In a streak of votes on development proposals in Reston Tuesday evening, the Fairfax County Board of Supervisors unanimously approved three projects totaling nearly 10 million square feet of development and up to 3,731 residential units at full development capacity.
The first approval by CoreSite brings nearly 943,000 square feet of space for data centers to Sunrise Technology Policy, a 21-acre office parking with four existing buildings.
David Gill, the applicant’s legal representative, said the project represents a significant investment in Fairfax County and would help serve current and future enterprises in Reston. Gill said CoreSite intentionally chose Reston instead of Loudoun County to serve as the premier data center provider for this reason.
Hunter Mill District Supervisor Cathy Hudgins said the data center would also significantly reduce trip generation. “In some sense, that’s a good news piece,” she said.
Approvals for two other mixed-use projects, Reston Gateway and Reston Crescent, would open the door to a new phase of development in and around Reston Town Center. The board unanimously approved Brookfield Partners’ Reston Crescent proposal, which brings up to 1,721 residential units, 1.5 million square feet of office space, 380,00 square feet of retail and a 200-room hotel. The project is located on Sunrise Valley Drive between Edmund Halley Dive and Reston Parkway and will be the future home of a two-story Wegmans.
On the north side of the Reston Town Center Metro Station, Boston Properties’ Reston Gateway project, which brings 4.8 million square feet of development across 28 acres. The plan includes 2.2 million square feet of office, up to 2,010 residential units, a hotel, 93,900 square feet of retail and restaurant space.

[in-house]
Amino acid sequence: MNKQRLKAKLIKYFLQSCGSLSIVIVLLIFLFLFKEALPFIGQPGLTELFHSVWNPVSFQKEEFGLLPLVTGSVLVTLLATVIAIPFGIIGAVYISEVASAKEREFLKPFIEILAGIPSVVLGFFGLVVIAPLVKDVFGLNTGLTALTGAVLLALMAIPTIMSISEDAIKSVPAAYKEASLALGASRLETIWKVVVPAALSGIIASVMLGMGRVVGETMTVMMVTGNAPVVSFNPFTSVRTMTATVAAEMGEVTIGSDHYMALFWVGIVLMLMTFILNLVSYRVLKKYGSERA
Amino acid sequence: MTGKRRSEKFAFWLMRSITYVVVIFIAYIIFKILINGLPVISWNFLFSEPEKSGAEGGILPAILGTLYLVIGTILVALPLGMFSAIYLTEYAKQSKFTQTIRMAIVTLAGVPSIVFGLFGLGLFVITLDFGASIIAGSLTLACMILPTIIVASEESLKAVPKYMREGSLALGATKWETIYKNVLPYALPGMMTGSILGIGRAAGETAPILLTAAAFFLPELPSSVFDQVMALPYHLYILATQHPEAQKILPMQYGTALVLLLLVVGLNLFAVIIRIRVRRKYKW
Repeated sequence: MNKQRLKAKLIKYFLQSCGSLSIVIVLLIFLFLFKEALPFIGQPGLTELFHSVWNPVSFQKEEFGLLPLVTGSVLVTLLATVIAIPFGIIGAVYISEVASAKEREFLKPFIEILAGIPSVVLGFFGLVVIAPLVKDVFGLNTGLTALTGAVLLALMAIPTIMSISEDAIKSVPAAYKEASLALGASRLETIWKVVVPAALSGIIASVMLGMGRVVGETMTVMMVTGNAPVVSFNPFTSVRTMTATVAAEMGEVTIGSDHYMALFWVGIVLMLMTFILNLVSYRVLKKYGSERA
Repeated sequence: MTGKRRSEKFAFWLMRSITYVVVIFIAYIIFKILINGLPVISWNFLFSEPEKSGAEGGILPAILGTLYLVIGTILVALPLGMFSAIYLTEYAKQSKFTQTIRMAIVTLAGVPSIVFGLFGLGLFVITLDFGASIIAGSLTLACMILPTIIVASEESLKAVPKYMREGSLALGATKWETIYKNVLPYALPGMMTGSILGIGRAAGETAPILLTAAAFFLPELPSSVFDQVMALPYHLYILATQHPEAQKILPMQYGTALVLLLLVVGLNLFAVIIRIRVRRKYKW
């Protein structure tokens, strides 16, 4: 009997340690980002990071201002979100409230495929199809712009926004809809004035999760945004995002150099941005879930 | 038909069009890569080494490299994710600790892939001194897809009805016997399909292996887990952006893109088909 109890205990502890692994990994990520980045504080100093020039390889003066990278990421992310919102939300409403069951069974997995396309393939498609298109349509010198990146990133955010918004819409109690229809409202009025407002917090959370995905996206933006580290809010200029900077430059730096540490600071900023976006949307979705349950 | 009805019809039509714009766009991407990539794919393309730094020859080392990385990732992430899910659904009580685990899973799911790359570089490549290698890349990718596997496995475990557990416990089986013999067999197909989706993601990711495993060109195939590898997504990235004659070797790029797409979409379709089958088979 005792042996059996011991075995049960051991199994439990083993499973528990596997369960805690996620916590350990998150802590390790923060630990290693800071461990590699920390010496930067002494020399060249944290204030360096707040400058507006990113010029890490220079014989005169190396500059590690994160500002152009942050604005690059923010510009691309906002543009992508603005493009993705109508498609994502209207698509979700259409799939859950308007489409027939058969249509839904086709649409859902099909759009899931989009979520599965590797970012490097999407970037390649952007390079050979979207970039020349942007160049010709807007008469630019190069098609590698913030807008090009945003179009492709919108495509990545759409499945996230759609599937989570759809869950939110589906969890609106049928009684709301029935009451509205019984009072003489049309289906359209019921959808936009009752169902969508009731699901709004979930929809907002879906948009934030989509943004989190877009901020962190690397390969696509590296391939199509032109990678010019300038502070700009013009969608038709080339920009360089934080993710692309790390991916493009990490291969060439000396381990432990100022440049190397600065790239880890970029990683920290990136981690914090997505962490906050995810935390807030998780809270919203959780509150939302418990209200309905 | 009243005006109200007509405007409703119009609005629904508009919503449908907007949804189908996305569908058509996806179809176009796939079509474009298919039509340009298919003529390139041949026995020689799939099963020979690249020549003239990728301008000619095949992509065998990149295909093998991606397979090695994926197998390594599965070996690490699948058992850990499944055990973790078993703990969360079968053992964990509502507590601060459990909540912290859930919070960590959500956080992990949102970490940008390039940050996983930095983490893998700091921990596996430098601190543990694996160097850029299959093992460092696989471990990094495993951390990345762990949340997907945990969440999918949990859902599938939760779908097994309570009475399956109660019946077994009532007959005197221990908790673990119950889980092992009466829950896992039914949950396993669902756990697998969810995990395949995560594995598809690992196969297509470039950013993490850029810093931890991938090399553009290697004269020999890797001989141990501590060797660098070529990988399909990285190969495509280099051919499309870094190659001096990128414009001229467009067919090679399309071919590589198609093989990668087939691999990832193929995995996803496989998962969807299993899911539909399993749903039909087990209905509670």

The plan for Reston Gateway piqued concerns by Rob Whitfield, a Reston resident of 20 years, who said an immediate and detailed transportation plan was necessary for Reston Town Center, which he said is already congested during peak traffic hours.
Hudgins said that while projects on the drawing table are largely unfunded, each developer is offering transportation funding that will help fund future improvements that she said are necessary. Hudgins also noted that the arrival of the Silver Line over the next two years would reduce the number of drivers on the road.
“This is a large transition as we see it,” she said.
Whitfield was the only individual to testify during the public hearings on all three projects Tuesday evening.
Brookfield Property’s 36-acre Reston Crescent project will head to the Fairfax County Board of Supervisors for final approval on July 31.
Despite attempts to improve the developer’s commitment to affordable housing, the project, located on northwest corner of the intersection of Reston Parkway and Sunrise Valley Drive, was given a green light by the Fairfax County Planning Commission on July 12.
Brookfield’s plan for affordable housing would include 258 workforce housing at 70, 90, and 100 percent of the area median income — a rate lower than the county requirement of 80, 100 and 120 percent. In exchange, the developer wants to reduce its contribution to the county’s affordable housing fund. It plans to provide $2.6 million.
The four-million-square-foot project is the future home of Wegmans. Up to 1,721 residential units, 1.9 million square feet of office space, a hotel and 380,000 square feet of retail are planned on the site. Two existing office buildings will remain.